WWF celebrates as Shell to relinquish Canadian Arctic offshore oil permits | WWF

WWF celebrates as Shell to relinquish Canadian Arctic offshore oil permits

Posted on 08 June 2016    
Two narwhal (Monodon monoceros) surfacing to breathe in Admiralty Inlet, Lancaster Sound, Nunavut, Canada.
© Paul Nicklen/National Geographic Stock / WWF-Canada
WWF welcomes Shell Canada’s decision announced today to relinquish offshore oil exploration permits in Arctic Canada. The potential drilling area was in Canada's high Arctic, in the Last Ice Area, where summer sea ice is projected to persist when it is gone in much of the rest of the Arctic. The leases were also within a potential protected area boundary put forward by local Inuit.

The permits were granted more than 40 years ago and recently disputed in a lawsuit by WWF-Canada. By renouncing these permits today, the most significant threat to the species and people in the Lancaster Sound region will be eliminated. The stage will now be set for the Government of Canada to protect a region larger than currently planned, as advocated by Inuit groups and WWF.

Quote from David Miller, president and CEO of WWF-Canada
“This is an exceptionally important win for conservation. Our long-term efforts to create marine protected areas and expand protection for Lancaster Sound inevitably led to a focus on eliminating these offshore oil exploration permits and ending the risk of a spill. The end of these permits improves the quality of the proposed protected area and allows for the proposed boundaries to be expanded.
“At the same time, this announcement is so much bigger than Lancaster Sound. This shows that business, local communities, Indigenous peoples, environmental organizations and the government can work together to achieve significant results as we shift toward a low-carbon economy.”
 
Quote from Paul Crowley, vice-president of Arctic conservation, WWF-Canada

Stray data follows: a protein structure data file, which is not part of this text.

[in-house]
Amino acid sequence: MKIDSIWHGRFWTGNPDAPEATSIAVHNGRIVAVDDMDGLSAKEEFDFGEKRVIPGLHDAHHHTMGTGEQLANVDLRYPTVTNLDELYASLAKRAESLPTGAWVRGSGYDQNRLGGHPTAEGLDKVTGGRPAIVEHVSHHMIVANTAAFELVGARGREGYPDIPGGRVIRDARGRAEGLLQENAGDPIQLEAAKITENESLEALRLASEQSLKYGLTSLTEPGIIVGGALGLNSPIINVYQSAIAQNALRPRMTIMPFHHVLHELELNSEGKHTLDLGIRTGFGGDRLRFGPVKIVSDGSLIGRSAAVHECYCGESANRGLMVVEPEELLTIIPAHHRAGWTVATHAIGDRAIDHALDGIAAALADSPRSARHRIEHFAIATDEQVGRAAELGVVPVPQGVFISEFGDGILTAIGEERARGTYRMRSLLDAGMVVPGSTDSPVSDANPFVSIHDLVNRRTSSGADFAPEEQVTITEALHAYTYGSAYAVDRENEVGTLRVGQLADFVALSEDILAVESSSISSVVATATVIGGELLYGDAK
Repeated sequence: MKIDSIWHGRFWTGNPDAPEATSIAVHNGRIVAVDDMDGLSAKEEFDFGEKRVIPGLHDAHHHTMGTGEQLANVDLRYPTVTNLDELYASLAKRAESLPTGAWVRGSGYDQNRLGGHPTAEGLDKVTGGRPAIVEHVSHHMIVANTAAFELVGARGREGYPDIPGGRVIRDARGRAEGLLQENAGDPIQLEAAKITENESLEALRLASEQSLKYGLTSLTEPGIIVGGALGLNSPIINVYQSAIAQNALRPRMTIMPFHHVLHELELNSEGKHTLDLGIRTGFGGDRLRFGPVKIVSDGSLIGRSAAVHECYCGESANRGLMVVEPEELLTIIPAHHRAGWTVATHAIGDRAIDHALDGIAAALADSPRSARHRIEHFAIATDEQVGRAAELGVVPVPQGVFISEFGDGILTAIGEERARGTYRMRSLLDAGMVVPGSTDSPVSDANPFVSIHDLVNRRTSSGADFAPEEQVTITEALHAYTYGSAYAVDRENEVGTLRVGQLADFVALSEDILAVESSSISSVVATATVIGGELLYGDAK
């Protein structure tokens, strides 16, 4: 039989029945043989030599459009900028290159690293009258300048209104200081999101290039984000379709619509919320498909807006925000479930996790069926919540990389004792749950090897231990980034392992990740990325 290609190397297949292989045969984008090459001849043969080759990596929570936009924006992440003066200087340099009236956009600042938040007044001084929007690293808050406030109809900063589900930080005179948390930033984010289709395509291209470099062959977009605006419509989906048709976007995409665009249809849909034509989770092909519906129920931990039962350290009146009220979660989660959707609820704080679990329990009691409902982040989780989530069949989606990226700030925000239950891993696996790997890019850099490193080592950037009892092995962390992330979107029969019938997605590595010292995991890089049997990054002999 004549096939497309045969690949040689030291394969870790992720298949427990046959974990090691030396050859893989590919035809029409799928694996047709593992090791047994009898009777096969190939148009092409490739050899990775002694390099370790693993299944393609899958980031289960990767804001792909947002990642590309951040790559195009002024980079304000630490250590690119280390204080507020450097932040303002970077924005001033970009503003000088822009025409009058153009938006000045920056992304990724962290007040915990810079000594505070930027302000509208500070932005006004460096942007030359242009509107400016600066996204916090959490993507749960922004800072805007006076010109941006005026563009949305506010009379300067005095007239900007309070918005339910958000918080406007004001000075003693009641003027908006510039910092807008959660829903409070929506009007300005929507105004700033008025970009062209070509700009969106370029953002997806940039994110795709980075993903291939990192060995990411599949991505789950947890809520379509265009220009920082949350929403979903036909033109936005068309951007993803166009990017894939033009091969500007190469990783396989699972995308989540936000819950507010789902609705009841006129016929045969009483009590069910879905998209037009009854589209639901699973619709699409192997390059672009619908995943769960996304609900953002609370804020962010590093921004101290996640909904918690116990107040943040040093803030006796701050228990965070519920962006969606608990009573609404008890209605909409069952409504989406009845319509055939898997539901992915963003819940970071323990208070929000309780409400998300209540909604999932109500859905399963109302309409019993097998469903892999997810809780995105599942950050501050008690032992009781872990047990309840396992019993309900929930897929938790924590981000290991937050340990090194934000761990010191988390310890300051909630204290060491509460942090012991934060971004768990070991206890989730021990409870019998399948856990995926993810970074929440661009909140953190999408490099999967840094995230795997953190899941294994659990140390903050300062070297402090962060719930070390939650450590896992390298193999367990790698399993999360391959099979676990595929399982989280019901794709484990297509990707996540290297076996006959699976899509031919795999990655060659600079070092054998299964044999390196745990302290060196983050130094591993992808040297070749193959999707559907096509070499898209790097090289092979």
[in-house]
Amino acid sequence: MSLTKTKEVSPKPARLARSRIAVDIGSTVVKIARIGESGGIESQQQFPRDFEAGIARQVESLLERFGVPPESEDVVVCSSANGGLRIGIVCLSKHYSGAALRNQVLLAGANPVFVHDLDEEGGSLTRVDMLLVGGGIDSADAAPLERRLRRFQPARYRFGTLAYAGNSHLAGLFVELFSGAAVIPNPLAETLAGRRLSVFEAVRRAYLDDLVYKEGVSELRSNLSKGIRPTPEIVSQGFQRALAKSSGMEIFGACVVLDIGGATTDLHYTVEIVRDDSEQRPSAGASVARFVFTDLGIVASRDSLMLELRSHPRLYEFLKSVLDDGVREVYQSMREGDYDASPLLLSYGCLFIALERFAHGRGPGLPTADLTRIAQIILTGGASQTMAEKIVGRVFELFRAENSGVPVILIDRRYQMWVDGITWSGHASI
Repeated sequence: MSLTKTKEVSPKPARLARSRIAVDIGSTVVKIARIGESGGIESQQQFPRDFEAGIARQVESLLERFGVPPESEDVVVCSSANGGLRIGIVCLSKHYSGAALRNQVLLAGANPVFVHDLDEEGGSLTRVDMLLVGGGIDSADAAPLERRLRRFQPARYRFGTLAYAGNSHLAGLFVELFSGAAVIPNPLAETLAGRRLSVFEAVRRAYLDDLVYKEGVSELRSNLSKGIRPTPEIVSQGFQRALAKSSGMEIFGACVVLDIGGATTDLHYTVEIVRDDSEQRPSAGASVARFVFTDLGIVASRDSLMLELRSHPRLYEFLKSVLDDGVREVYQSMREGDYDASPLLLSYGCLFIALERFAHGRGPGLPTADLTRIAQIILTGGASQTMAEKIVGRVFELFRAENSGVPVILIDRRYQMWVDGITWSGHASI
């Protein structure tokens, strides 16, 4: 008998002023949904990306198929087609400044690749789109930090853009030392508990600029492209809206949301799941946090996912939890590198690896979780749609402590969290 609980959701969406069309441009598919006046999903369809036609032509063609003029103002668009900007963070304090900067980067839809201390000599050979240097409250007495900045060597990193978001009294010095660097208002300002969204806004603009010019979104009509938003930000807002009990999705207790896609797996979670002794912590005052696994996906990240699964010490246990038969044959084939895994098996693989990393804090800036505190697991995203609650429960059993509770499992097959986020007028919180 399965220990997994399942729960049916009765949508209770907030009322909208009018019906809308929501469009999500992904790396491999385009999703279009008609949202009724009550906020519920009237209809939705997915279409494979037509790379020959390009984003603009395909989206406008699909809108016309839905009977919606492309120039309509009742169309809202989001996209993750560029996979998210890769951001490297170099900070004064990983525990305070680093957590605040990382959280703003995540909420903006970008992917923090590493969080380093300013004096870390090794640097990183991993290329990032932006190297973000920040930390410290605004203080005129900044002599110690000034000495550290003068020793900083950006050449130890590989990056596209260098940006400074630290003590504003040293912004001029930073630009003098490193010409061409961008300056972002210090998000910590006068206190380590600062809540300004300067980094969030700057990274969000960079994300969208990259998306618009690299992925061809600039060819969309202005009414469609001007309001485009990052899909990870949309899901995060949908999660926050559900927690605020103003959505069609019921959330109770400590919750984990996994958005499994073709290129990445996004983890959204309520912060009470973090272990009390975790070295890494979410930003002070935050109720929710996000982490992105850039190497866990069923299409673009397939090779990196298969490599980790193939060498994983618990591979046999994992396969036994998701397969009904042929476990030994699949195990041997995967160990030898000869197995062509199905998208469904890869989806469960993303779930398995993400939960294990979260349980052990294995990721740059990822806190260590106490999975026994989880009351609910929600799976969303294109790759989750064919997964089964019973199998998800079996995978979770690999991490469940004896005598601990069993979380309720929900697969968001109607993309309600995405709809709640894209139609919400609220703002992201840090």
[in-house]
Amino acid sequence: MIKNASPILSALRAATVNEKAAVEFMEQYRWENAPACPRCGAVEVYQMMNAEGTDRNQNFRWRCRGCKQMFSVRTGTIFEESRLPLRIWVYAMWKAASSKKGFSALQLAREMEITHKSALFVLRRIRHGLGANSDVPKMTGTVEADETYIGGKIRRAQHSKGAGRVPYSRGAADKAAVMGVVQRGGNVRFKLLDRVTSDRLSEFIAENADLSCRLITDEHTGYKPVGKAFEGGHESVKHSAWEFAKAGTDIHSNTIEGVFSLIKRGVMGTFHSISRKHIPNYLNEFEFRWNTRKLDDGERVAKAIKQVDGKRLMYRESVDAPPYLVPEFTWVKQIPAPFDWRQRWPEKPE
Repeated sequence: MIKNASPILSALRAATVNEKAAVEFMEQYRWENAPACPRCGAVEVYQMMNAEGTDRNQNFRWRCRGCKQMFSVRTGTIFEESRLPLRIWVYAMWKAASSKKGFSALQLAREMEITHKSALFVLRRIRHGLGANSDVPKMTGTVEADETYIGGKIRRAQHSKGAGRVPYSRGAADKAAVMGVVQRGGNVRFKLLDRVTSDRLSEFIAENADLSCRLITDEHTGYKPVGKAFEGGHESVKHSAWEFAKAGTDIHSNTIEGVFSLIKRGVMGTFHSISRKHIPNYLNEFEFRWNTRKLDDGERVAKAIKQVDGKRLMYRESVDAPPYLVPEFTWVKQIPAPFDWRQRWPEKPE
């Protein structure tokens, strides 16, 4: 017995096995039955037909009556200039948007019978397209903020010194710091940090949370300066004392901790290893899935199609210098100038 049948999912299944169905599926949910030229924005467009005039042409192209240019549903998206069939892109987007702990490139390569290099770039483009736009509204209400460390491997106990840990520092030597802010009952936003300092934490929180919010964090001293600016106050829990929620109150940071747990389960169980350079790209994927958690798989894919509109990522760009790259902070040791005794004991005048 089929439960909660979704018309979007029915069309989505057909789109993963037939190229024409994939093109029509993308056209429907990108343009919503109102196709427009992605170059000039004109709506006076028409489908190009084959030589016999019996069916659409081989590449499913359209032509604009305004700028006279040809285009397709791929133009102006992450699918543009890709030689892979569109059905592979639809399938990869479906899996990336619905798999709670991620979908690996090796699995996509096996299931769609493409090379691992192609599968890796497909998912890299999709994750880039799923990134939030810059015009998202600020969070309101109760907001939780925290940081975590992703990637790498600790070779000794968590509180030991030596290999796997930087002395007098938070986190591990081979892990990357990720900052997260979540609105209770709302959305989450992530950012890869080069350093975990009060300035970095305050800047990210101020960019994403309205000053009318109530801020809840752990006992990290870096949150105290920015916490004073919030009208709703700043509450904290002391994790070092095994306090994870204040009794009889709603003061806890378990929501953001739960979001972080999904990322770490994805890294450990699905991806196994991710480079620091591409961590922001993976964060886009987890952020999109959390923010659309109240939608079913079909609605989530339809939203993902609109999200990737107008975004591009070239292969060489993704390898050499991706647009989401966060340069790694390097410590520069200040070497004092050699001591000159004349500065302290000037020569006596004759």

“Today’s announcement for Lancaster Sound is a credit to the local people and organizations who have been tirelessly defending the ecological integrity of the region for more than 40 years. It was these people and groups who identified the incredible biodiversity in Lancaster Sound and who spoke out against development that would compromise it.
 
“This Arctic region is far from the desolate place that southerners may imagine. Marine mammals, including narwhal, polar bear, beluga and bowhead whales, return each summer to feed in nutrient-rich waters. Now that there is nothing to stop the protection of this incredible region, we can move quickly to create the Lancaster Sound National Marine Conservation Area.”
 
About Lancaster Sound:
  • The proposed National Marine Conservation Area was initiated in response to an exploratory oil well proposal and has been under consideration by the federal government since the early 1970s.
  • 70,000 narwhals, three quarters of the global population, return often to their favourite locations within the area.
  • WWF-Canada has developed this interactive map that showcases the region, its people and species.
  • Inuit organizations and WWF-Canada have called for the region covered by the relinquished permits to be included in the NMCA designation as it is an important upwelling area with nutrient-rich water.
  • It’s at the southern edge of the Last Ice Area, the only Arctic region expected to retain its summer sea ice until 2050 as the world warms, making it a critically important zone for the future of ice-dependent life.
Two narwhal (Monodon monoceros) surfacing to breathe in Admiralty Inlet, Lancaster Sound, Nunavut, Canada.
© Paul Nicklen/National Geographic Stock / WWF-Canada Enlarge

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